If you want more respect in your culture, look beyond commonalities. Be consistent with the opportunities available and the accountability leveraged with each member of the team.  

    Do what’s right, always

    There are many critical questions leaders should not only ask themselves in their careers and have an answer for. One of the crucial questions you must ask yourself and be able to clearly answer is: Who do I want to be as a leader?  

    It’s a deep question, but if you don’t have an answer for it, there is a good chance you don’t have boundaries of your character. This might not be a problem when everything is going well, but it becomes a problem when tough situations arise or decisions have to be made that are on the border of right and wrong.  

    Questionable decisions start small. As an example, rarely does a criminal’s first offense start with robbing a bank. It starts small indiscretions and escalates over time. 

    Since your people are watching, doing what is right under pressure will always be something that builds respect. Knowing who you want to become as a leader will help guide these tough decisions and do what’s right. I shared some ideas about making positive daily deposits to help you in a recent episode of the Follow My Lead Podcast.

    Share the truth, even if it hurts

    Many leaders struggle to share hard truths with their people out of fear of the reaction or the uncomfortable nature of the conversation. Regardless of the reason, sharing the truth is a powerful way to earn respect.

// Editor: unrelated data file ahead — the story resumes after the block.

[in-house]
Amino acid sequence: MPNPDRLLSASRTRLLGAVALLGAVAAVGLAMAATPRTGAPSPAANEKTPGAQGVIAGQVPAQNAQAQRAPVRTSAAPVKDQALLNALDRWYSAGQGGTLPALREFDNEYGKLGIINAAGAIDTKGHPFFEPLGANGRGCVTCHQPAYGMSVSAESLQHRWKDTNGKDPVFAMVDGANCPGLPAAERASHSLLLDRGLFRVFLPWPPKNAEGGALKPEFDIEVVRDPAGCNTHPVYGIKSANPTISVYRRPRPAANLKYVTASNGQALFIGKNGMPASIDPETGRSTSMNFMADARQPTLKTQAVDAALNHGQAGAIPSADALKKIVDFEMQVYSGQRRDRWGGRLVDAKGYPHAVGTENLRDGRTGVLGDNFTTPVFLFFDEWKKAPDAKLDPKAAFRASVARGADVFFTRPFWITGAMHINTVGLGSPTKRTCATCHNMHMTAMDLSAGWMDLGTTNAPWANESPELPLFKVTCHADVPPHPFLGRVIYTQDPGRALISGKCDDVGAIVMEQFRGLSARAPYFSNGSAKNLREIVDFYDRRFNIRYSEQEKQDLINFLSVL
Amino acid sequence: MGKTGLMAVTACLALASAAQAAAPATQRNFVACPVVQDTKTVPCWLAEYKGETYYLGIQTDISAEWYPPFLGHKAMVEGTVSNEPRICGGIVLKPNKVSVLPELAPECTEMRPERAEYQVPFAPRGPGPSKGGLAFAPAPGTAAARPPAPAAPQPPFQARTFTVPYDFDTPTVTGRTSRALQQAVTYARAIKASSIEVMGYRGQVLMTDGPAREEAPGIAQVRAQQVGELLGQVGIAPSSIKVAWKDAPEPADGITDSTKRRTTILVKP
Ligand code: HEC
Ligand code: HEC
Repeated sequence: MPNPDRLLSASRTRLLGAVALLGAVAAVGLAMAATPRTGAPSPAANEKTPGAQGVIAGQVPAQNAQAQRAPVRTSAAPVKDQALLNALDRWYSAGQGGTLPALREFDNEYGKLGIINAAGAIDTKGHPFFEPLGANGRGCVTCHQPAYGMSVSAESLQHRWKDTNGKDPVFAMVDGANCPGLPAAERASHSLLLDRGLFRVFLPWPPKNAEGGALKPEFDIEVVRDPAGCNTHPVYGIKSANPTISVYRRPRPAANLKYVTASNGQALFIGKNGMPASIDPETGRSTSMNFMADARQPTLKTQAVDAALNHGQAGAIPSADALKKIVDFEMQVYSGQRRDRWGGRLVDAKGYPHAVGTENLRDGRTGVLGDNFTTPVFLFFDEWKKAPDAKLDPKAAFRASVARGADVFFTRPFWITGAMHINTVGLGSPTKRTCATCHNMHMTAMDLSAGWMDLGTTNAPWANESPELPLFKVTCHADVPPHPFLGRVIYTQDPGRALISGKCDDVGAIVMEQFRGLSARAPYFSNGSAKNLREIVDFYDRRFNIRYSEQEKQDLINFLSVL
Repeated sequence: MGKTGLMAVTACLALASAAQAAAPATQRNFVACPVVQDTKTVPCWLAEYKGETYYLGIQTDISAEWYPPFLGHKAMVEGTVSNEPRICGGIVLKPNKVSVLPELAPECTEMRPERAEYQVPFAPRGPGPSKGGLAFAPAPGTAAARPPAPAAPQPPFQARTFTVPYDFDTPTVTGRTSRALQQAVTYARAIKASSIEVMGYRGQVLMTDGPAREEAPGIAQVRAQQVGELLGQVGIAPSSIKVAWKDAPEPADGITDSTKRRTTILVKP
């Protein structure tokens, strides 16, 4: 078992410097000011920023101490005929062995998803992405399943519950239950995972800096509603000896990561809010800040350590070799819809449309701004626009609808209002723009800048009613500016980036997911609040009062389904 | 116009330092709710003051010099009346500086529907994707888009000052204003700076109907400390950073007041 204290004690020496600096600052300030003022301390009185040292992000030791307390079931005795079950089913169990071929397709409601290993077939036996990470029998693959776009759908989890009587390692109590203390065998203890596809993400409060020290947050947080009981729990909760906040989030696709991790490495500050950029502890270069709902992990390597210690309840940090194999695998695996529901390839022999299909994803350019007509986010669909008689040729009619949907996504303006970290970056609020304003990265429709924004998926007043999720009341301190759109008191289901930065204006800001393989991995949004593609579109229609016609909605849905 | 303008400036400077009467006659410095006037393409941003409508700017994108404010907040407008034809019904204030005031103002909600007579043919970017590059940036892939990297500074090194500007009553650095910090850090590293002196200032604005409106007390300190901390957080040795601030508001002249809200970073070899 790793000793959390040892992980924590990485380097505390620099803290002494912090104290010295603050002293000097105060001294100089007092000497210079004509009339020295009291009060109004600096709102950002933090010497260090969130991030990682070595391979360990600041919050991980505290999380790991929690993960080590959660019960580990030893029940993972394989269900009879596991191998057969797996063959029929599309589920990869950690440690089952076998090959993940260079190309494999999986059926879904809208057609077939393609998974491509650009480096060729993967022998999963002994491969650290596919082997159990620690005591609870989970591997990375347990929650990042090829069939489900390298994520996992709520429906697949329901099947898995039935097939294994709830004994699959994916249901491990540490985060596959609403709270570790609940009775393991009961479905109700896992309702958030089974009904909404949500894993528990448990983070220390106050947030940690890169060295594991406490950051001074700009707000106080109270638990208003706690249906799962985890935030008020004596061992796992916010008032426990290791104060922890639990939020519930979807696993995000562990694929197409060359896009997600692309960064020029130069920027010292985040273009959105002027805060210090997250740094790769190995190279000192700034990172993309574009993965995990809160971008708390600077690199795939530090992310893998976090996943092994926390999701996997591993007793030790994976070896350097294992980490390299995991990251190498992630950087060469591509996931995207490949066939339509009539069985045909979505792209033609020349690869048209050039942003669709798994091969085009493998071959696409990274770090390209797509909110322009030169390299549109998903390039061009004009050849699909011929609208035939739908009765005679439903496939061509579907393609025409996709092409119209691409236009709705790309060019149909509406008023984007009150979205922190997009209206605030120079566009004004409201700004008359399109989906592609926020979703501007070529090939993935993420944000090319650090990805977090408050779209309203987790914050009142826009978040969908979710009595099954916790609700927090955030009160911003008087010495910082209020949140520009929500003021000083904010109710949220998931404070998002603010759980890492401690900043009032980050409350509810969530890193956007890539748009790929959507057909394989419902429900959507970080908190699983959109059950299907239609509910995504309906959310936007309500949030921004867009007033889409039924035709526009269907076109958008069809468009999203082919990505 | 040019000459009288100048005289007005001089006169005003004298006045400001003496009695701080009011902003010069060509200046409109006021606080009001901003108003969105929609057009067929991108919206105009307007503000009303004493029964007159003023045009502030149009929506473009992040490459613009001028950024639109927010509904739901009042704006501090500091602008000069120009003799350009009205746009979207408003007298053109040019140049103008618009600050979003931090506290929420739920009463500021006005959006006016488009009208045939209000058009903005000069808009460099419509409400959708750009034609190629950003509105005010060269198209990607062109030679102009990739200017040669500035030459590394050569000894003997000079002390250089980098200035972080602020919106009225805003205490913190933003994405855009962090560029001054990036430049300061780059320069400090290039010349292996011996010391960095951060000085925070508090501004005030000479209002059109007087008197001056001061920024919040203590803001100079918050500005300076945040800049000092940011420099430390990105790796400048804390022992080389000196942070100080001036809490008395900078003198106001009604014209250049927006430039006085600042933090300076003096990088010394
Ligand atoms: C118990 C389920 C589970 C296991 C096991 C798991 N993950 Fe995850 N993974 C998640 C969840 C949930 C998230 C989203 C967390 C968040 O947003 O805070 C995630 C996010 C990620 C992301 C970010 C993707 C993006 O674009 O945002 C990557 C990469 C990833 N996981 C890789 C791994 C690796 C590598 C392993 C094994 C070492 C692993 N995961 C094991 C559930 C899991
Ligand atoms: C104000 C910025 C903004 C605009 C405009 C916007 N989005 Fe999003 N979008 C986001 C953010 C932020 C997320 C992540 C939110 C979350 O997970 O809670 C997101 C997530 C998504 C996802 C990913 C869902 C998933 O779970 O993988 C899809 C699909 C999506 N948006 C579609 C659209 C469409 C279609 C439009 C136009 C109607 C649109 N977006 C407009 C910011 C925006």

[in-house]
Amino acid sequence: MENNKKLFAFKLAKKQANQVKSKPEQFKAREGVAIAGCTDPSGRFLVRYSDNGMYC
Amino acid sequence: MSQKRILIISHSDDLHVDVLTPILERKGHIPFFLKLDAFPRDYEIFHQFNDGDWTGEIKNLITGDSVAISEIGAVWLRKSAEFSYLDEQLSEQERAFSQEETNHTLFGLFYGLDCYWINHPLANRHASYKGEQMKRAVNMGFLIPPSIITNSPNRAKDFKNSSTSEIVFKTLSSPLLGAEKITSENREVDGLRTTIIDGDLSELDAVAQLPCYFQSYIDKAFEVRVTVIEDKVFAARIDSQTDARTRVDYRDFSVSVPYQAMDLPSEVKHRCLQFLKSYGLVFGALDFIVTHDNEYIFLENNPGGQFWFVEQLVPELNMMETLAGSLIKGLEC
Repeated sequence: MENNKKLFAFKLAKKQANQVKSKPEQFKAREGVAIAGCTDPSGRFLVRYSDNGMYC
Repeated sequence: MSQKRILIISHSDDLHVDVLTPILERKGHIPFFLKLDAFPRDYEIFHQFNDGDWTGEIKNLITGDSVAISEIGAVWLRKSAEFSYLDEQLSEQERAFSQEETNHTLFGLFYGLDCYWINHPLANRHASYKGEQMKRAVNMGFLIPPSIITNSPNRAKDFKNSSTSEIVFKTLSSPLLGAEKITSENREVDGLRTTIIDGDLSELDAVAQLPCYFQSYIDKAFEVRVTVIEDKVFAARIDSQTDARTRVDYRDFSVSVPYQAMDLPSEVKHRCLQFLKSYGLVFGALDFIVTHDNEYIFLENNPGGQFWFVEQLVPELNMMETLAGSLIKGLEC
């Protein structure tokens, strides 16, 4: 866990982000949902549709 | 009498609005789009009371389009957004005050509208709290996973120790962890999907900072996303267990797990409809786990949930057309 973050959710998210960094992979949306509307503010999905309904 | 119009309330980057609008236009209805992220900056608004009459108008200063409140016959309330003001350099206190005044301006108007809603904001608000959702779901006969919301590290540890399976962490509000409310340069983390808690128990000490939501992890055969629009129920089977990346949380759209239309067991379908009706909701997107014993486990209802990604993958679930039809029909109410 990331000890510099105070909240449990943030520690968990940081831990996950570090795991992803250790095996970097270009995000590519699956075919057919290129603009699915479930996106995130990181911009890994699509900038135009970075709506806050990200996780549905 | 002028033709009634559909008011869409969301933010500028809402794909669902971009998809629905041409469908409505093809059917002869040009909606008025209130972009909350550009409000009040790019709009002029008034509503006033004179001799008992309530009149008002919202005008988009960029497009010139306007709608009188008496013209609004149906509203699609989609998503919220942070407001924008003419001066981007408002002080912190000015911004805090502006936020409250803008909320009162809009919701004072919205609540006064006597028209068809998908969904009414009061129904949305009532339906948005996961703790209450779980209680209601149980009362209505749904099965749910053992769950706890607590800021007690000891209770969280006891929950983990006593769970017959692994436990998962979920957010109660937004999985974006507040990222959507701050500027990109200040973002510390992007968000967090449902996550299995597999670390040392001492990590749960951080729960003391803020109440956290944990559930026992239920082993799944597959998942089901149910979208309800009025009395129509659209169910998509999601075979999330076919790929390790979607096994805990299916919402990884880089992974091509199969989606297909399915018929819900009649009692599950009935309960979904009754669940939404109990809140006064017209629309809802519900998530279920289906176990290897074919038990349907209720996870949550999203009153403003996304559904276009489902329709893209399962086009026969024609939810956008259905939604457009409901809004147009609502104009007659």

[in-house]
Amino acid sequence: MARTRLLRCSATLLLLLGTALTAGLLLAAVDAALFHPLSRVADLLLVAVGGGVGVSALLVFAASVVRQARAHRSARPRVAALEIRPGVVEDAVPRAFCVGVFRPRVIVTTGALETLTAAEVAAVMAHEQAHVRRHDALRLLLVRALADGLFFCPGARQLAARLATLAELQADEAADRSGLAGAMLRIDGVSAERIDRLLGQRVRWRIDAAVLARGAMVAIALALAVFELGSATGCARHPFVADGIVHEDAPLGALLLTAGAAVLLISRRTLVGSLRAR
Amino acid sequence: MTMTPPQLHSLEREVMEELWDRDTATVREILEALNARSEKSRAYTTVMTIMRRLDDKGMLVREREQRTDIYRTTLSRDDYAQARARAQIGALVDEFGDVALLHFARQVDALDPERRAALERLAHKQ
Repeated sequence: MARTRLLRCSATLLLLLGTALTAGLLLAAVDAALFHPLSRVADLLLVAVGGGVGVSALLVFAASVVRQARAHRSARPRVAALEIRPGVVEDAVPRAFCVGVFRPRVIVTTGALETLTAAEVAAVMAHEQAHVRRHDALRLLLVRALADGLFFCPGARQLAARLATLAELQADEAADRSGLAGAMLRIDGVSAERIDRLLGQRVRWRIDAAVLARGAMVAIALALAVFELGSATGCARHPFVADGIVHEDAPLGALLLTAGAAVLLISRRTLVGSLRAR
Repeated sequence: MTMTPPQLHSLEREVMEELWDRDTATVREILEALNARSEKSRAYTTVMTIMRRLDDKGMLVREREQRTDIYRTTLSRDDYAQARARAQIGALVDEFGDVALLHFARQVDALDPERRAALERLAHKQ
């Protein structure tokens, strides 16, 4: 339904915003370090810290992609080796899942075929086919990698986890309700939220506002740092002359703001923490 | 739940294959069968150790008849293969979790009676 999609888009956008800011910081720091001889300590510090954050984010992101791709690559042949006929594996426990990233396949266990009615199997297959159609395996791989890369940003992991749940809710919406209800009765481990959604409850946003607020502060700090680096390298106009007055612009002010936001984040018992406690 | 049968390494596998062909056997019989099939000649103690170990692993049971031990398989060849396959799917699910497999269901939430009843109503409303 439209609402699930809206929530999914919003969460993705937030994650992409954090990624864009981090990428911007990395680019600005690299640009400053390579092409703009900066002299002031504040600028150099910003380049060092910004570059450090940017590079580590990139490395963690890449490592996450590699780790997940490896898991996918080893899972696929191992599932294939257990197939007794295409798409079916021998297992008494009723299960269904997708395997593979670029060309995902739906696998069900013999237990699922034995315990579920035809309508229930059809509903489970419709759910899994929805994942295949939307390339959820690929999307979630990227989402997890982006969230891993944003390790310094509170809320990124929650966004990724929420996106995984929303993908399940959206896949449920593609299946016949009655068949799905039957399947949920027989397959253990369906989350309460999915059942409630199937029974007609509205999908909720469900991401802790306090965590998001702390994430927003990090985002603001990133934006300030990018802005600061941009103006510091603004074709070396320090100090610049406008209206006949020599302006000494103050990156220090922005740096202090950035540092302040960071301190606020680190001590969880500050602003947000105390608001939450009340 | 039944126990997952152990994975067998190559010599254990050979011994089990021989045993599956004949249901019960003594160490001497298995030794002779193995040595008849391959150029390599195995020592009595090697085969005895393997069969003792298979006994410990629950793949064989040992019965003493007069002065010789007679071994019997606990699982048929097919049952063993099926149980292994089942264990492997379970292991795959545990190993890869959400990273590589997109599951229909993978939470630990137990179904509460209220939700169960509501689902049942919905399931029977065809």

Sharing hard truths, while difficult, shows your people you care about the team and them enough to help them get better in the future. As I tell people in our virtual leadership workshops, if you have information that can help someone else improve and you don’t share it, you are only hurting them. 

    The best part of getting into the habit of sharing the truth is your team will appreciate your courage and willingness to share it. The more you do it, the easier it becomes until it’s just part of your culture. 

    Empower people to make decisions

    As a leader, you are ultimately responsible for everything your team does. However, if you make all the decisions, your people won’t reach their full potential, and won’t achieve the level of success you desire.

    Empowering your people to make decisions is a fast track to creating a culture of respect. Check out this story of a manager from Chick-fil-A, empowering her people to make decisions.


    Remember, respect is earned and without it, you can’t lead. Heade this warning: it can also be eroded in an instant. Don’t take it for granted. 

    Take the Free Leadership Style Quiz? Join over 40k leaders and discover your current leadership style for free.

    Download the Leading Remote Teams Toolkit for free Here.

    About the Author John Eades is the CEO of LearnLoft, a leadership development company making virtual training easy and effective. He was named one of LinkedIn’s Top Voices in Management & Workplace. John is also the author of Building the Best: 8 Proven Leadership Principles to Elevate Others to Success and host of the “Follow My Lead” Podcast, a show that transfers stories and best practices from today’s leaders to the leaders of tomorrow. He is currently scheduling virtual workshops an keynotes. Learn more about the talks. You follow him on Instagram @johngeades.